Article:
Un-shielded magnets can themselves be the issue as the magnetic field extends above the magnets and can interfere with anything electrical moving rapidly through it, You can find shielded magnets or wrap the top of the magnets you have in shielding.
Those are some big magnets, so likely they are causing issues as @rbtdanforth noted. Did the other two rows in the center of the leather have this issue, or just the outer row?
You may also have a lot more consistent results making a boat load of the hold down pins from scrap med maple ply or draft board (in free designs section) and pin the edges of the leather down–not sure what is underneath the leather–you should be fine without it. Recommend doing a row, put more pins on those new edges to help keep the center of the leather tight & flat.
They’re thick but they’re standard magnets - the ones that really need to be watched are the rare earth neodymium magnets. They are many times more powerful than ferrite magnets. One that thick would not come off the honeycomb bed (I use them on the Redsail to hold down qtr inch or thicker material because it doesn’t have the head fans that the GF does - they’ll dewarp badly bent thicker plywood.)
Is this PG leather? Is it happening on several pieces? Is it possible that the leather isn’t a consistent thickness across? If it’s thicker on one side than the other, that could account for some of what you’re seeing.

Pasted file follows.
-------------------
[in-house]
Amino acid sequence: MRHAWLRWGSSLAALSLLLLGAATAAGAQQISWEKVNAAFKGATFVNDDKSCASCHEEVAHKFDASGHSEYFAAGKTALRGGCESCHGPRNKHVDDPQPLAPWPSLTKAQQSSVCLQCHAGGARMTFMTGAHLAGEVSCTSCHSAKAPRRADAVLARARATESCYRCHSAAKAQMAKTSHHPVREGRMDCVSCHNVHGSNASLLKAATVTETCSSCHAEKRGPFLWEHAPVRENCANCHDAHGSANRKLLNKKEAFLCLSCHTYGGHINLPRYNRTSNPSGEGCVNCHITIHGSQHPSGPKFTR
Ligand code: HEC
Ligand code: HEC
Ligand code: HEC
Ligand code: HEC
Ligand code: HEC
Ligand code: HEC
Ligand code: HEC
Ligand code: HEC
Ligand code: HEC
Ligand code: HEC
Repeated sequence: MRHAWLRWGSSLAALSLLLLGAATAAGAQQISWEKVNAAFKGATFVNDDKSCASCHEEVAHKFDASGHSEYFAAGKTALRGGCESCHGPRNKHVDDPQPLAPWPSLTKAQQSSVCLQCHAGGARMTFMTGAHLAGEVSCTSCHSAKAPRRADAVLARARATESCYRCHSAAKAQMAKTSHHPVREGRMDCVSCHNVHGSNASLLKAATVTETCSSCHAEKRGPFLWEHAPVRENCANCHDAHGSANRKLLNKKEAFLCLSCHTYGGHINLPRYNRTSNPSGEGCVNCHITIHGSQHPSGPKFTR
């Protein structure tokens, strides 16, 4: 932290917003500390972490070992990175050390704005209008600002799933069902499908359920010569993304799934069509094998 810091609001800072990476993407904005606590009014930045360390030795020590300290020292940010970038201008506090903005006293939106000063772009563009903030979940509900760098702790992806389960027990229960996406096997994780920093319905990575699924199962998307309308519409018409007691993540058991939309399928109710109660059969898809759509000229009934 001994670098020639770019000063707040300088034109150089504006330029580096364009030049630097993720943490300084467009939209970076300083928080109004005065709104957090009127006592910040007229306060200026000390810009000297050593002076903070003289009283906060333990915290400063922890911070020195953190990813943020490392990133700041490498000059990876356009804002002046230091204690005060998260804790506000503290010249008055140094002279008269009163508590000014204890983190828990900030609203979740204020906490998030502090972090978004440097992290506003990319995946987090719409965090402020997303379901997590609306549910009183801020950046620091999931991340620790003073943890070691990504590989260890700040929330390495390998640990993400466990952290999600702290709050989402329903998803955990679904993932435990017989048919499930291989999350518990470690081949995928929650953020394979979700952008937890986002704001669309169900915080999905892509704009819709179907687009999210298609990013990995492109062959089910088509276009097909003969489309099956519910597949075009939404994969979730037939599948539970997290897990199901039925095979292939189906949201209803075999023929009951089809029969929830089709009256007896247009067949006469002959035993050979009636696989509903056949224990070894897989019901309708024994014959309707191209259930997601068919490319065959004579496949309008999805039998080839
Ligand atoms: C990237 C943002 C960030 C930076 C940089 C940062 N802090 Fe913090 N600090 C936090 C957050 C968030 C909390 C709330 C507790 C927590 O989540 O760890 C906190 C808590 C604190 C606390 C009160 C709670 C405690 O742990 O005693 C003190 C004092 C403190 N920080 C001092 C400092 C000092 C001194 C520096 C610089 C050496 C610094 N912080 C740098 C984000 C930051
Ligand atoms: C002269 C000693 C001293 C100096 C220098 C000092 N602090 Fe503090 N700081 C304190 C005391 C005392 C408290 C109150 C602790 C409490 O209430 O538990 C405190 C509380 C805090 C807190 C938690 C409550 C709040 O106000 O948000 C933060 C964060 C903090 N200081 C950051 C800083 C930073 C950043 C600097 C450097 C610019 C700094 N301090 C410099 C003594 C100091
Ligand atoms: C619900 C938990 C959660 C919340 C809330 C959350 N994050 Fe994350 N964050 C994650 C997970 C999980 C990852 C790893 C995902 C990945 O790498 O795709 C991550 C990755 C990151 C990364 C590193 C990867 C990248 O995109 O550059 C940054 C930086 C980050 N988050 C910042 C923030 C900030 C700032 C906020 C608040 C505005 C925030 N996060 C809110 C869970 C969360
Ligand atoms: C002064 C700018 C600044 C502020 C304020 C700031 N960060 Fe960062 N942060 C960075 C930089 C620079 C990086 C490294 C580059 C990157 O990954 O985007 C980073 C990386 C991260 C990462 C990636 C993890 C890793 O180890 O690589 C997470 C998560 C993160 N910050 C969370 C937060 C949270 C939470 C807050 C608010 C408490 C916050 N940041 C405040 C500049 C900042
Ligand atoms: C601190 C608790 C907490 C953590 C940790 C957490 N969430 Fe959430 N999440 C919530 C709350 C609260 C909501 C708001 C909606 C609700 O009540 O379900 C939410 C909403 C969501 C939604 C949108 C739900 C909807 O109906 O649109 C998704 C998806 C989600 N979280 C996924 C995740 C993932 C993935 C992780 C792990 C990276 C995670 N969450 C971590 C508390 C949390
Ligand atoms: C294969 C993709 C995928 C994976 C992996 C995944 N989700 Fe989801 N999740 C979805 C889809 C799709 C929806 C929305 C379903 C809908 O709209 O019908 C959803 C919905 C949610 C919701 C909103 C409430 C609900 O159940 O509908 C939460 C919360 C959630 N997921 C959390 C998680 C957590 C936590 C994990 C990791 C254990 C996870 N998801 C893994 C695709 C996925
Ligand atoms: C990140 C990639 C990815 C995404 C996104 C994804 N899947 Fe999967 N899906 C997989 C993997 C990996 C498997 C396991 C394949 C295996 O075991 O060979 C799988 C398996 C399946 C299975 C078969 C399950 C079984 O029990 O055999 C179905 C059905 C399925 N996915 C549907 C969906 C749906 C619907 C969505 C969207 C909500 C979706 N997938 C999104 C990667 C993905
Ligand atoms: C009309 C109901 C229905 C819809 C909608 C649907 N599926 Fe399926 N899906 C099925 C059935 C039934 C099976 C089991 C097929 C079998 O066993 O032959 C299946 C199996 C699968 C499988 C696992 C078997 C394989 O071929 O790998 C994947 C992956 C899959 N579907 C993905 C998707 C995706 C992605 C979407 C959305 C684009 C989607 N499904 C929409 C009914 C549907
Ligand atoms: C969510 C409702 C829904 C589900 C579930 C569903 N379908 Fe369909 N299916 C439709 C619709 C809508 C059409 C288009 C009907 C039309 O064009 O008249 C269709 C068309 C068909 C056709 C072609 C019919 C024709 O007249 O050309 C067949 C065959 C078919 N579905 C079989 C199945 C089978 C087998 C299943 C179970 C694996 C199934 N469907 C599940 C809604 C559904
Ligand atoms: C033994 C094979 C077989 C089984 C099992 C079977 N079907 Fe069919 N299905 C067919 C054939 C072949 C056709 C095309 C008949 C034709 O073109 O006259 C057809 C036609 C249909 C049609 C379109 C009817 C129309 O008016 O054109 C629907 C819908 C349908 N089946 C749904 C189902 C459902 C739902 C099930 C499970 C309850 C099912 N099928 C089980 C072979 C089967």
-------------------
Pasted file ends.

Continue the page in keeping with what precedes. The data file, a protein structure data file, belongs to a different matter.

If you have some draft board that is not warped I’d try the same engrave on it and see if there is horizontal fading. I’ve had leather laid flat on the crumb tray where the thickness of the leather varied enough across about 12 inches of hide that the cut didn’t go all the way through.
The thickness of the leather matters on an engrave because the top of the leather is further away, or closer, to the laser head. As the laser beam is cone shaped, your leather could be intersecting it at different points even laid flat. This will result in the power of the laser beam being spread over more area for some engraves and less area for others.
I discovered that it was similar ferrite magnets that were stopping my head fan. They may be less powerful but they still throw a sizable field probably larger if less intense than a thin more intense neo magnet of the same pulling power.
I’m sorry about the trouble with your engrave results. I see you’ve already received some excellent information from our other community members. Thanks folks! It’s correct that variations in thickness or material which isn’t flat can impact print results. I also extracted the logs from your recent prints and noticed that a manual height was entered for the material thickness. As a next step, I would recommend trying the Set Focus tool.
The Set Focus target allows you to select an area to take a precision measurement of the material’s height using the red dot in the printer head. Use Set Focus and place the focus area on the material, so it’s not near an edge. Then watch to make sure the red dot hits the material.
Please let me know if the above improves your print results. Thank you!